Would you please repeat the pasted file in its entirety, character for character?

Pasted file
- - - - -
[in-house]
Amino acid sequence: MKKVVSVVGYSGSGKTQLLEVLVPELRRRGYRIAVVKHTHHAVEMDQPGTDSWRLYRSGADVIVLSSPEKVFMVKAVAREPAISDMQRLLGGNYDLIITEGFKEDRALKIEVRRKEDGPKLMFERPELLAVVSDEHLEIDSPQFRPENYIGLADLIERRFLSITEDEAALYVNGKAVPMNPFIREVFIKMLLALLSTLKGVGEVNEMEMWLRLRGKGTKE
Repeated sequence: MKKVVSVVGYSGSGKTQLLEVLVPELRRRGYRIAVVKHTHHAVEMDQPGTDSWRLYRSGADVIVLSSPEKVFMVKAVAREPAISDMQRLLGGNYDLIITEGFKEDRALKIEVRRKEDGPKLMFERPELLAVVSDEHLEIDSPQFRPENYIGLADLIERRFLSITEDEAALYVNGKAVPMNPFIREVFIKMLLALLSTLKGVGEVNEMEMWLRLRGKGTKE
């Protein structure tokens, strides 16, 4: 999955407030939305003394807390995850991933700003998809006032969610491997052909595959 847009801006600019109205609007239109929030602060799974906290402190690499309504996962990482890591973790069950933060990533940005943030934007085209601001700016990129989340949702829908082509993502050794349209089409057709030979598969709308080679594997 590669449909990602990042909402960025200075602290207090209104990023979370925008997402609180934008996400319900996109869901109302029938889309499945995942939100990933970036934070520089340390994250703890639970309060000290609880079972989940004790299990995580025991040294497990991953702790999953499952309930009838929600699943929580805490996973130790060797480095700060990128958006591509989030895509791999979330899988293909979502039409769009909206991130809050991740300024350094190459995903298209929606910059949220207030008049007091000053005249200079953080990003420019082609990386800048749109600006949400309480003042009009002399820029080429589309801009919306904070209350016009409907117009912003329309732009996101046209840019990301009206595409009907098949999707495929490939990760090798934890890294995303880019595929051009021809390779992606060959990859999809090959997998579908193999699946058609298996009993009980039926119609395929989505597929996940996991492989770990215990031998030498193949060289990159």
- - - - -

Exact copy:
[in-house]
Amino acid sequence: MKKVVSVVGYSGSGKTQLLEVLVPELRRRGYRIAVVKHTHHAVEMDQPGTDSWRLYRSGADVIVLSSPEKVFMVKAVAREPAISDMQRLLGGNYDLIITEGFKEDRALKIEVRRKEDGPKLMFERPELLAVVSDEHLEIDSPQFRPENYIGLADLIERRFLSITEDEAALYVNGKAVPMNPFIREVFIKMLLALLSTLKGVGEVNEMEMWLRLRGKGTKE
Repeated sequence: MKKVVSVVGYSGSGKTQLLEVLVPELRRRGYRIAVVKHTHHAVEMDQPGTDSWRLYRSGADVIVLSSPEKVFMVKAVAREPAISDMQRLLGGNYDLIITEGFKEDRALKIEVRRKEDGPKLMFERPELLAVVSDEHLEIDSPQFRPENYIGLADLIERRFLSITEDEAALYVNGKAVPMNPFIREVFIKMLLALLSTLKGVGEVNEMEMWLRLRGKGTKE
């Protein structure tokens, strides 16, 4: 999955407030939305003394807390995850991933700003998809006032969610491997052909595959 847009801006600019109205609007239109929030602060799974906290402190690499309504996962990482890591973790069950933060990533940005943030934007085209601001700016990129989340949702829908082509993502050794349209089409057709030979598969709308080679594997 590669449909990602990042909402960025200075602290207090209104990023979370925008997402609180934008996400319900996109869901109302029938889309499945995942939100990933970036934070520089340390994250703890639970309060000290609880079972989940004790299990995580025991040294497990991953702790999953499952309930009838929600699943929580805490996973130790060797480095700060990128958006591509989030895509791999979330899988293909979502039409769009909206991130809050991740300024350094190459995903298209929606910059949220207030008049007091000053005249200079953080990003420019082609990386800048749109600006949400309480003042009009002399820029080429589309801009919306904070209350016009409907117009912003329309732009996101046209840019990301009206595409009907098949999707495929490939990760090798934890890294995303880019595929051009021809390779992606060959990859999809090959997998579908193999699946058609298996009993009980039926119609395929989505597929996940996991492989770990215990031998030498193949060289990159």